The Family Resource Center in Vaughn hosted an open house in February with more than 50 in attendance.
The FRC is an agency of the Children’s Home Society, which serves clients in Pierce County on this side of the bridge. The FRC client base has grown with the change in economy, and Morris says they’ve had to change their focus to some extent. The 2005 client base was 800. Last year they served nearly 1600 people. There are more people who have lost jobs and run out of resources. Many of these consider the FRC help a kind of loan, and when they are back on their feet, want to repay.
“The word crisis,” says program Manager Jud Morris, “comes from the Greek word krisis, and it means opportunity.”
When there is a crisis, there is the opportunity to look at things differently and to make different choices. Community networking among organizations and agencies allows them to see opportunities and make things happen to care for those in need.
“When I help people pay bills, it’s helping local businesses,” Morris says, and that in turn helps the local community. These FRC clients are consumers, and most are customers of businesses near where they live.
“We need to see how we can help each other,” he says.
The FRC in Vaughn has an advantage to be a tenant in the KP Civic Center.
“It’s an old building,” says Morris, “but we have minimal facility costs, so we can maximize our services.”
The FRC opened in Vaughn in 1995, with about 1,000 square feet of space. Various remodels, some recently completed, expanded their space to 1,500 square feet.
The facility occupies the basement rooms of the Key Peninsula Civic Center that was previously the Vaughn Union High School.
Former female students at the school might recognize the main storage space as the girls’ locker, shower, and bathrooms, but the boys’ area is totally transformed.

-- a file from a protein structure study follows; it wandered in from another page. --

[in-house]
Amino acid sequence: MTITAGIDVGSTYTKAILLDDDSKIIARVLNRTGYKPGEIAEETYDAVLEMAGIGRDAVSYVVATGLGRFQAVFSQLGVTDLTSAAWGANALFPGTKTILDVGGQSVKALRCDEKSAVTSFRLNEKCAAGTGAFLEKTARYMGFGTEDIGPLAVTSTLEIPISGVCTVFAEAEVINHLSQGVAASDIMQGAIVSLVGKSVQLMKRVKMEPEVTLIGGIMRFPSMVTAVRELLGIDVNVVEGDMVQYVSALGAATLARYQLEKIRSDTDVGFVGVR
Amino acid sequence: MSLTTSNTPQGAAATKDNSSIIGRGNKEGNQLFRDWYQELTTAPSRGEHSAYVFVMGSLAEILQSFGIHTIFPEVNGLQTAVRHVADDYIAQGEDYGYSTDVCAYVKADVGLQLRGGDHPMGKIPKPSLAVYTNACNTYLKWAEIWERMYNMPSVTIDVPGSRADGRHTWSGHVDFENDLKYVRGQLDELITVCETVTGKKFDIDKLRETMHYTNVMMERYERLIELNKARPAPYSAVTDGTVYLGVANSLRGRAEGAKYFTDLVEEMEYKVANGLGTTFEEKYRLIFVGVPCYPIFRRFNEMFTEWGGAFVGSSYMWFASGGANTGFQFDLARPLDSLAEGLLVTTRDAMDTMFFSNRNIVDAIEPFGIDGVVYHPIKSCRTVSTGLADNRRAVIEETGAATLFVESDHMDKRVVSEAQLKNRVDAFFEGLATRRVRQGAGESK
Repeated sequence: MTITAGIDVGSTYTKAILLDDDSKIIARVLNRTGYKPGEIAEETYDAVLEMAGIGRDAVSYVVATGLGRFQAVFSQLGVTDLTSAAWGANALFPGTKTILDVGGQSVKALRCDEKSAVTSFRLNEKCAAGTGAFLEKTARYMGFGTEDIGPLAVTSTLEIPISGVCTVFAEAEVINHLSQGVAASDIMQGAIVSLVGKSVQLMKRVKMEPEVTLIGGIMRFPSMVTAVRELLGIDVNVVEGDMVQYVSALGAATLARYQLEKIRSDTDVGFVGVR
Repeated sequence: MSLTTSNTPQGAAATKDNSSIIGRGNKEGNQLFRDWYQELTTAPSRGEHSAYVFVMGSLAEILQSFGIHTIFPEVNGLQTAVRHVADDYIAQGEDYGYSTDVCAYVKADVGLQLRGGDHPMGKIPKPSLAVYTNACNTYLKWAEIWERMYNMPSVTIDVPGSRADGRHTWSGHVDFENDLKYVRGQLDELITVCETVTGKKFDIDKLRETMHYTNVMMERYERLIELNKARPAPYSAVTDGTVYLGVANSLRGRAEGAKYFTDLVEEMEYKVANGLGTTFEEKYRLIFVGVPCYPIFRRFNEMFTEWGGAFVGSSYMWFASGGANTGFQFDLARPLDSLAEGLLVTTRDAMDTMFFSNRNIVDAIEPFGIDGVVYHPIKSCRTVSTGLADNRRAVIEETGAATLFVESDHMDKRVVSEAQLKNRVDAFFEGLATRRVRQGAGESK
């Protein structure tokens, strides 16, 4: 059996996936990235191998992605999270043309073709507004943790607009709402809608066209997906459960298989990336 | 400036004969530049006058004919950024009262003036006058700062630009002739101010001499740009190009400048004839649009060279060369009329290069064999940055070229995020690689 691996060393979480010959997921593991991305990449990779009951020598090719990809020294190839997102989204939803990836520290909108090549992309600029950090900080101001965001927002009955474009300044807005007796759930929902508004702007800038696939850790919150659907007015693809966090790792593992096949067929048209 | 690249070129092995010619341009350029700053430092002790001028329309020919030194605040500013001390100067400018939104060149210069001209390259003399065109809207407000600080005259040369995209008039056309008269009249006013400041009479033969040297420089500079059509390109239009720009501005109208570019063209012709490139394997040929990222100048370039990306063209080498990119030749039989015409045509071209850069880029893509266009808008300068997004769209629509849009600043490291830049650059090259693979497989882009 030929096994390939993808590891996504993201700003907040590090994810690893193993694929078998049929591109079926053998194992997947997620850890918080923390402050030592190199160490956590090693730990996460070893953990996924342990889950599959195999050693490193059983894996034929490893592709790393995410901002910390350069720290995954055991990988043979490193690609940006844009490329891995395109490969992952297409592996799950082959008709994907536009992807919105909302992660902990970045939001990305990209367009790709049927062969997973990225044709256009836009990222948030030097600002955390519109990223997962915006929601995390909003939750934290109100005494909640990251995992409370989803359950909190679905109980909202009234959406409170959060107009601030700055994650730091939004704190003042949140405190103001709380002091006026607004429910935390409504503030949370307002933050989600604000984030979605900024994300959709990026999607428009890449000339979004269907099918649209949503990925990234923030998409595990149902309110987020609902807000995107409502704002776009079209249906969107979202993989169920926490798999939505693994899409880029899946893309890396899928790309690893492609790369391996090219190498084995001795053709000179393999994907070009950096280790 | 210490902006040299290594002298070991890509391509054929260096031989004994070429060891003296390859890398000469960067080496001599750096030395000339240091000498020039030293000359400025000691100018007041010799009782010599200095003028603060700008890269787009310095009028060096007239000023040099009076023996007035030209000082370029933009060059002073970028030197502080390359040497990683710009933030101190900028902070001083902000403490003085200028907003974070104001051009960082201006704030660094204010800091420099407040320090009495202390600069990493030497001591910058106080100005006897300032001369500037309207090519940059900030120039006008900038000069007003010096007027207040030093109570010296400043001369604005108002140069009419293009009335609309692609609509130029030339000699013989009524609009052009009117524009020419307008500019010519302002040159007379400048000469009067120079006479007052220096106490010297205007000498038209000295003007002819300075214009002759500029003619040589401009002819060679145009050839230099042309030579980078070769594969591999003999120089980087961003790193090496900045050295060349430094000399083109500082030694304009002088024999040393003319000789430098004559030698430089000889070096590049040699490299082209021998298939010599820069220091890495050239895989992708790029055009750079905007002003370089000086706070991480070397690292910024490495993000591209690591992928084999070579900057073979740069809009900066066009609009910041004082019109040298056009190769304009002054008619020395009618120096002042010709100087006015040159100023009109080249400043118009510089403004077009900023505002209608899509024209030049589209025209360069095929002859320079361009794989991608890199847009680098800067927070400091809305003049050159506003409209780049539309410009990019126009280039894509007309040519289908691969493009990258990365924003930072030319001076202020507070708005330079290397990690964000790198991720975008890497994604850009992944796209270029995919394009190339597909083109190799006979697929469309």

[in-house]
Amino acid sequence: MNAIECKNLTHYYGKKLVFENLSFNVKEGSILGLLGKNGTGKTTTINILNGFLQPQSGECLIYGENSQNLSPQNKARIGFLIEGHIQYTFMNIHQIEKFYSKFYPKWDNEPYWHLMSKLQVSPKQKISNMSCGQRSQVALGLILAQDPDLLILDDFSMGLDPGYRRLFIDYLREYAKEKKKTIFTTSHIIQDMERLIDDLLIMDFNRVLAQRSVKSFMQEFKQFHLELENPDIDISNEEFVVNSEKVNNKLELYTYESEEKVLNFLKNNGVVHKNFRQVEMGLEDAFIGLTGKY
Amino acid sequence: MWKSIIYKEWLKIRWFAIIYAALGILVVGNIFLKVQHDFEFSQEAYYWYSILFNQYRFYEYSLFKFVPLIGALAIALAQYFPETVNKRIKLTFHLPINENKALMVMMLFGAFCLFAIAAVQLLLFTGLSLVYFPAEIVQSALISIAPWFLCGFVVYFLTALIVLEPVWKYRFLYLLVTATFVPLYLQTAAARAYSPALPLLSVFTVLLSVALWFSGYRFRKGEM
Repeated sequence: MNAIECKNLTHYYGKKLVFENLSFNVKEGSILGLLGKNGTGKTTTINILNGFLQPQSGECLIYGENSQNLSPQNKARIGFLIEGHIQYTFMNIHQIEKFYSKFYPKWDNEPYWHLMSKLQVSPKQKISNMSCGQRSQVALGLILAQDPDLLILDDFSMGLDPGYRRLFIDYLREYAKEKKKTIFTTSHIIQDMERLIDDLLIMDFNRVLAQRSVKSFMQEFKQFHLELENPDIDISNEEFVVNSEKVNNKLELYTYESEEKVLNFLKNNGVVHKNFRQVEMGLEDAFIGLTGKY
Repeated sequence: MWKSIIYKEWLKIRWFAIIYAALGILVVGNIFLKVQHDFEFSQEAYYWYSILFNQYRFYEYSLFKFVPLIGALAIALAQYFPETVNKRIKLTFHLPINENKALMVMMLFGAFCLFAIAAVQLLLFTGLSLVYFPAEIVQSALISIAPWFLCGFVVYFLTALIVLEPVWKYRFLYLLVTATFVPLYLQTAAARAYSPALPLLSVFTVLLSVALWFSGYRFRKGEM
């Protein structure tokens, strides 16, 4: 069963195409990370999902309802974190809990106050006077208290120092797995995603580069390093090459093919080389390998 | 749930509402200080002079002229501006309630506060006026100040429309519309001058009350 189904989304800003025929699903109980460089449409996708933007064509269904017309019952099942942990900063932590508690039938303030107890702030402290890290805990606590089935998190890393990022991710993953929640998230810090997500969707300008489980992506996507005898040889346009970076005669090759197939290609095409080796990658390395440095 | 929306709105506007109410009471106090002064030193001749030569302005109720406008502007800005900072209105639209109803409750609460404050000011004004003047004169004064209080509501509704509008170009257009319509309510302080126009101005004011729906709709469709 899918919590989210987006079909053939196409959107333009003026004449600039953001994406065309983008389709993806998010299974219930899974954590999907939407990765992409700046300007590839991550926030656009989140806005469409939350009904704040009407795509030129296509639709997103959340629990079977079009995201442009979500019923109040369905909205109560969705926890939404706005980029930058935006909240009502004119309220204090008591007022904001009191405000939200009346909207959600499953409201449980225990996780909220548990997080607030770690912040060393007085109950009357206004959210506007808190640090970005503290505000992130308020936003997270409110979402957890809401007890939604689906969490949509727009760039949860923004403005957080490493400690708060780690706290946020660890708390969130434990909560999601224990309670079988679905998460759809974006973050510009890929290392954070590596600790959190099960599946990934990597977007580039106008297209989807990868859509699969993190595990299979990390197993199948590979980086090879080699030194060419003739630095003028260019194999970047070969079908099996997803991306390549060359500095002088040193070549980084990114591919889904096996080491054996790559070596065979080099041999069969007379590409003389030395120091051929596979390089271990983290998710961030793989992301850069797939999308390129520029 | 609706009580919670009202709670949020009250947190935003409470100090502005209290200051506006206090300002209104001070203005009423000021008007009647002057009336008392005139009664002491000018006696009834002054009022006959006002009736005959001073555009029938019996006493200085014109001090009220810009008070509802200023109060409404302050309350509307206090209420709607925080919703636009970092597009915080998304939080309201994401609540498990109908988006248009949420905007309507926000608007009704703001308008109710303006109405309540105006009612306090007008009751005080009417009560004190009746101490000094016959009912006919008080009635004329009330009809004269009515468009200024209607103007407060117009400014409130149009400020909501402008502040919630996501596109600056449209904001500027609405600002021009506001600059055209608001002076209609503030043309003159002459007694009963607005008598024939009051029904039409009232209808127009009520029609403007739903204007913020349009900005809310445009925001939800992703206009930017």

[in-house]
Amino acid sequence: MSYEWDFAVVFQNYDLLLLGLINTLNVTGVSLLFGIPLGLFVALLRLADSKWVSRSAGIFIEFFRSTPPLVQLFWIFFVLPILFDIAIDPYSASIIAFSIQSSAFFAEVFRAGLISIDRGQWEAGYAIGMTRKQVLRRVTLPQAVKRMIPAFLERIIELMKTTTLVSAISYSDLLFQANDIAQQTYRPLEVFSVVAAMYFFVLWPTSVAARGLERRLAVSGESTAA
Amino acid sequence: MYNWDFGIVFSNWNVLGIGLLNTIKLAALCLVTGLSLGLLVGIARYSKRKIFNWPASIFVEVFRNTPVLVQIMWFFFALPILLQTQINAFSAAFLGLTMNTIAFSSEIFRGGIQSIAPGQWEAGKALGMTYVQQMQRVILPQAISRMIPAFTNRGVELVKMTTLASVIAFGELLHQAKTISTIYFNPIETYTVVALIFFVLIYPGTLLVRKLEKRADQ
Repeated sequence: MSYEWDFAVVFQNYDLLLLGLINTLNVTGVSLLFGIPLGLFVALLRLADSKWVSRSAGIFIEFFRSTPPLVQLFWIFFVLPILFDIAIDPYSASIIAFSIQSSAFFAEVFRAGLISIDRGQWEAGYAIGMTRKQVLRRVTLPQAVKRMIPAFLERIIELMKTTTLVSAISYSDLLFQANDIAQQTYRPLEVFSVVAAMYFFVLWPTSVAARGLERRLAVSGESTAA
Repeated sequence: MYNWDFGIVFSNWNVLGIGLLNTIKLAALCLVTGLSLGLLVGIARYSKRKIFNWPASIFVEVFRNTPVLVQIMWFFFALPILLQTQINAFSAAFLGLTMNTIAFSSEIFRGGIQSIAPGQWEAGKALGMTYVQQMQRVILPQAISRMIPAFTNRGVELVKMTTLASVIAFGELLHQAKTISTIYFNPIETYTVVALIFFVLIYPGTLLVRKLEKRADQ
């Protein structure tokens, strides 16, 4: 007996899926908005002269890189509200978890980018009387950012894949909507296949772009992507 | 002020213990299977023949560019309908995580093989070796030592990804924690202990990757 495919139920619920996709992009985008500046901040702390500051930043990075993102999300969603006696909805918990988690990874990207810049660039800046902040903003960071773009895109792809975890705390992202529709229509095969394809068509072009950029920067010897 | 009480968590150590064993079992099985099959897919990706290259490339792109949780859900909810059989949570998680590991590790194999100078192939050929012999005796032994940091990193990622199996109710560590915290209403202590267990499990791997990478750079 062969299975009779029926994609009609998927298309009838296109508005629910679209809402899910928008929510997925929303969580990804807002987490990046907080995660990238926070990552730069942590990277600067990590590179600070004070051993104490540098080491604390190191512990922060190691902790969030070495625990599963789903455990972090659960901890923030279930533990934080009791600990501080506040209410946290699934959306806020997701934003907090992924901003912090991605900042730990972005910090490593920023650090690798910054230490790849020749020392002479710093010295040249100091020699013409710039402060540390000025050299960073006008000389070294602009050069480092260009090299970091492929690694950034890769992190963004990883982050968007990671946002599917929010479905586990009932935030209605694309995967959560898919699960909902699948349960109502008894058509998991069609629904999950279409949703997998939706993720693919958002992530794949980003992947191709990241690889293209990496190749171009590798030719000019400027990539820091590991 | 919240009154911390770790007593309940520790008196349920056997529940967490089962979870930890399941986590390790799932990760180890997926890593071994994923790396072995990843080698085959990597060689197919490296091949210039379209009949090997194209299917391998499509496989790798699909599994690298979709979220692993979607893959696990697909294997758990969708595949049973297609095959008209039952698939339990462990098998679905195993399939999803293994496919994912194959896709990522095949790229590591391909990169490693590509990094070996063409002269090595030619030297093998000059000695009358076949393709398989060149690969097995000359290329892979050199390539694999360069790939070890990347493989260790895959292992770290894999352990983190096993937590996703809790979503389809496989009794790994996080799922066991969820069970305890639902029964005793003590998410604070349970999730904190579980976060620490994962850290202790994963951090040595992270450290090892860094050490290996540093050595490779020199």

Windows and light colored walls of the staff room belie the former locker space. Morris’ office is a step up because the former shower floor drain still exists below the floor. The modern bathroom is a real change from the former facility.
The “interview room” next to the reception area now has an art display on a periwinkle wall, courtesy of local artist, Kathy Bauer.
“We’re now the Art Gallery of the Key Peninsula,” says Morris, adding that selected art has calming effects on the people who come in.
A former hallway, first used as a client interview space, is now a mini-lounge for a staff member or two.
The Group Room, a comfortable area for staff or client meetings, was constructed last year next to the current shop area of the building.
Major funding for the remodeling came from the Pierce County Council, with Terry Lee and KPCC board president Phil Bauer working together on the project.
CenturyTel donated the cost of materials and equipment for an updated telephone and messaging system with a grant to KPCC, with the understanding it would be used for the FRC remodel.
The FRC provides many programs to assist children and families in the area.
Parenting classes, home visits, pre-school Indoor Park, Little Buddies and Amigos mentoring, and summer fun for several weeks at different locations on the Key, are only a sampling.
“It might be our open house, but it’s really honoring our staff and the families that we provide services for,” said Morris. “It’s all about the community,” said Morris after the open house.